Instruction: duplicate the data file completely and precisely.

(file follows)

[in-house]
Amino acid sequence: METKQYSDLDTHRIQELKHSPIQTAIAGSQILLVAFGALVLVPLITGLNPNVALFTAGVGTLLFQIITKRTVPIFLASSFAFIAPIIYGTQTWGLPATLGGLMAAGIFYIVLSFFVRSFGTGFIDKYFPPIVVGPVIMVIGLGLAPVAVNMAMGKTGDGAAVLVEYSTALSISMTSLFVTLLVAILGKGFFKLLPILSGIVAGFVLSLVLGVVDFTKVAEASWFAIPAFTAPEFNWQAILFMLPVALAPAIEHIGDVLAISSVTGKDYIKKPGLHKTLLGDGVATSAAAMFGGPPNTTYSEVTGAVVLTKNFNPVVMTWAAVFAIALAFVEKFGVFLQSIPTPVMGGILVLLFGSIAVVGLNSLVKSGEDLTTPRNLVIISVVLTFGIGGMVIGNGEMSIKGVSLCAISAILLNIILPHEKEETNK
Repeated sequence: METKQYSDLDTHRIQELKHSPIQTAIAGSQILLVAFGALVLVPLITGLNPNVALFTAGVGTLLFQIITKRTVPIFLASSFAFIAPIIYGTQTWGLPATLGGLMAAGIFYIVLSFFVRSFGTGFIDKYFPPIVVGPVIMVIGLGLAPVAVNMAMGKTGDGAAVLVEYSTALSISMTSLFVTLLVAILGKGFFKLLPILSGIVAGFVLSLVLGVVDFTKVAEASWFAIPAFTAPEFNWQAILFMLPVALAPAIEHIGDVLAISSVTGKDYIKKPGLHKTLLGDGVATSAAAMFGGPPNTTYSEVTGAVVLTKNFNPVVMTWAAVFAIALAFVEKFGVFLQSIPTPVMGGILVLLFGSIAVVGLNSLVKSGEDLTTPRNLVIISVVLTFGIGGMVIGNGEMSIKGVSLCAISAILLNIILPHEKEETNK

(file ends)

[in-house]
Amino acid sequence: METKQYSDLDTHRIQELKHSPIQTAIAGSQILLVAFGALVLVPLITGLNPNVALFTAGVGTLLFQIITKRTVPIFLASSFAFIAPIIYGTQTWGLPATLGGLMAAGIFYIVLSFFVRSFGTGFIDKYFPPIVVGPVIMVIGLGLAPVAVNMAMGKTGDGAAVLVEYSTALSISMTSLFVTLLVAILGKGFFKLLPILSGIVAGFVLSLVLGVVDFTKVAEASWFAIPAFTAPEFNWQAILFMLPVALAPAIEHIGDVLAISSVTGKDYIKKPGLHKTLLGDGVATSAAAMFGGPPNTTYSEVTGAVVLTKNFNPVVMTWAAVFAIALAFVEKFGVFLQSIPTPVMGGILVLLFGSIAVVGLNSLVKSGEDLTTPRNLVIISVVLTFGIGGMVIGNGEMSIKGVSLCAISAILLNIILPHEKEETNK
Repeated sequence: METKQYSDLDTHRIQELKHSPIQTAIAGSQILLVAFGALVLVPLITGLNPNVALFTAGVGTLLFQIITKRTVPIFLASSFAFIAPIIYGTQTWGLPATLGGLMAAGIFYIVLSFFVRSFGTGFIDKYFPPIVVGPVIMVIGLGLAPVAVNMAMGKTGDGAAVLVEYSTALSISMTSLFVTLLVAILGKGFFKLLPILSGIVAGFVLSLVLGVVDFTKVAEASWFAIPAFTAPEFNWQAILFMLPVALAPAIEHIGDVLAISSVTGKDYIKKPGLHKTLLGDGVATSAAAMFGGPPNTTYSEVTGAVVLTKNFNPVVMTWAAVFAIALAFVEKFGVFLQSIPTPVMGGILVLLFGSIAVVGLNSLVKSGEDLTTPRNLVIISVVLTFGIGGMVIGNGEMSIKGVSLCAISAILLNIILPHEKEETNK